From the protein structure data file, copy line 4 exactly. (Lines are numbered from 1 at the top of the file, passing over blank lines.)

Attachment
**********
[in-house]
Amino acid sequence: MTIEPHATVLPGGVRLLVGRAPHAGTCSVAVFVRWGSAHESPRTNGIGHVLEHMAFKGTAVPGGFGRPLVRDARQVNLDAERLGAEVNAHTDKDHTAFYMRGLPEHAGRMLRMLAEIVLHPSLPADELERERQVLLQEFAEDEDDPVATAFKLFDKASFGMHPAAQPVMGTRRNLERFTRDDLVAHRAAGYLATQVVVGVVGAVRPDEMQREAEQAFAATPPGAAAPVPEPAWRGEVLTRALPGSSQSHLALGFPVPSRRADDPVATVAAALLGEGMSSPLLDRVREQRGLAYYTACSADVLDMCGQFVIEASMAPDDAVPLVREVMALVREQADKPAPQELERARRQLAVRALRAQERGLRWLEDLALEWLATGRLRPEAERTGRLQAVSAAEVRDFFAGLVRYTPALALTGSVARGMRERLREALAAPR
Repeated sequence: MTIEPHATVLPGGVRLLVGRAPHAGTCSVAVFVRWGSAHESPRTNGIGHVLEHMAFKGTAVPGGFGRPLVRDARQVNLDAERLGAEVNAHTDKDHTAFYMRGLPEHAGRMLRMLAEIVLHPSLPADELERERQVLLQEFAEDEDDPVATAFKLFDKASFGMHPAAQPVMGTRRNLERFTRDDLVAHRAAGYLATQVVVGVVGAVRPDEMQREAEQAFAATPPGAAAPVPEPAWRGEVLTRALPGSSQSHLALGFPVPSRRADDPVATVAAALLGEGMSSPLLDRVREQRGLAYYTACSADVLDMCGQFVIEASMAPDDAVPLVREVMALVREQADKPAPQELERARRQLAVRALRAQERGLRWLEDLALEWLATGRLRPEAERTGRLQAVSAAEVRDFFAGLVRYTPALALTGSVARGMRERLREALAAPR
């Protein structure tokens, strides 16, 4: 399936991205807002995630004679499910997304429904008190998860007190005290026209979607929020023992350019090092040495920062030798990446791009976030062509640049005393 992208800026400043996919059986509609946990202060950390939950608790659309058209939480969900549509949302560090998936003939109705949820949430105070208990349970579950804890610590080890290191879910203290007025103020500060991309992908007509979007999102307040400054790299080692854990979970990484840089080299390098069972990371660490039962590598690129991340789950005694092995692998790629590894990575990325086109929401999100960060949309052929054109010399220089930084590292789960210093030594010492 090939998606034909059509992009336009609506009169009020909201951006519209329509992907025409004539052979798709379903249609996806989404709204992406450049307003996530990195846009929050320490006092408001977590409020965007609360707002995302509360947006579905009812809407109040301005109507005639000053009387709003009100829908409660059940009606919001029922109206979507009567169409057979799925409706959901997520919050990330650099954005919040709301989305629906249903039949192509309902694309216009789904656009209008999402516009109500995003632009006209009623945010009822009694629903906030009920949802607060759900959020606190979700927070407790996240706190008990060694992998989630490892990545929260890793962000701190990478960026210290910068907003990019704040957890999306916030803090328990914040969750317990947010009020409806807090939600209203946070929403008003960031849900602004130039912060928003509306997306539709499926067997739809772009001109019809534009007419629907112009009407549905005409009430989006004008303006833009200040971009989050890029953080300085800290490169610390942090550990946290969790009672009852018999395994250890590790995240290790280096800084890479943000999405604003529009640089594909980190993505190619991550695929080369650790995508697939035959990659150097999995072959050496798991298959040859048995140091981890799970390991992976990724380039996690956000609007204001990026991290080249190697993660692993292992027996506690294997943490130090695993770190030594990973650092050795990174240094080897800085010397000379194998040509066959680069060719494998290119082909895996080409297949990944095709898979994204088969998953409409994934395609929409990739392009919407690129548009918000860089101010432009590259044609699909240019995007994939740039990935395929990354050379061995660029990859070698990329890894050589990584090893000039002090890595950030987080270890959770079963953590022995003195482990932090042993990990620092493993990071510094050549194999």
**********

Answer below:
């Protein structure tokens, strides 16, 4: 399936991205807002995630004679499910997304429904008190998860007190005290026209979607929020023992350019090092040495920062030798990446791009976030062509640049005393 992208800026400043996919059986509609946990202060950390939950608790659309058209939480969900549509949302560090998936003939109705949820949430105070208990349970579950804890610590080890290191879910203290007025103020500060991309992908007509979007999102307040400054790299080692854990979970990484840089080299390098069972990371660490039962590598690129991340789950005694092995692998790629590894990575990325086109929401999100960060949309052929054109010399220089930084590292789960210093030594010492 090939998606034909059509992009336009609506009169009020909201951006519209329509992907025409004539052979798709379903249609996806989404709204992406450049307003996530990195846009929050320490006092408001977590409020965007609360707002995302509360947006579905009812809407109040301005109507005639000053009387709003009100829908409660059940009606919001029922109206979507009567169409057979799925409706959901997520919050990330650099954005919040709301989305629906249903039949192509309902694309216009789904656009209008999402516009109500995003632009006209009623945010009822009694629903906030009920949802607060759900959020606190979700927070407790996240706190008990060694992998989630490892990545929260890793962000701190990478960026210290910068907003990019704040957890999306916030803090328990914040969750317990947010009020409806807090939600209203946070929403008003960031849900602004130039912060928003509306997306539709499926067997739809772009001109019809534009007419629907112009009407549905005409009430989006004008303006833009200040971009989050890029953080300085800290490169610390942090550990946290969790009672009852018999395994250890590790995240290790280096800084890479943000999405604003529009640089594909980190993505190619991550695929080369650790995508697939035959990659150097999995072959050496798991298959040859048995140091981890799970390991992976990724380039996690956000609007204001990026991290080249190697993660692993292992027996506690294997943490130090695993770190030594990973650092050795990174240094080897800085010397000379194998040509066959680069060719494998290119082909895996080409297949990944095709898979994204088969998953409409994934395609929409990739392009919407690129548009918000860089101010432009590259044609699909240019995007994939740039990935395929990354050379061995660029990859070698990329890894050589990584090893000039002090890595950030987080270890959770079963953590022995003195482990932090042993990990620092493993990071510094050549194999």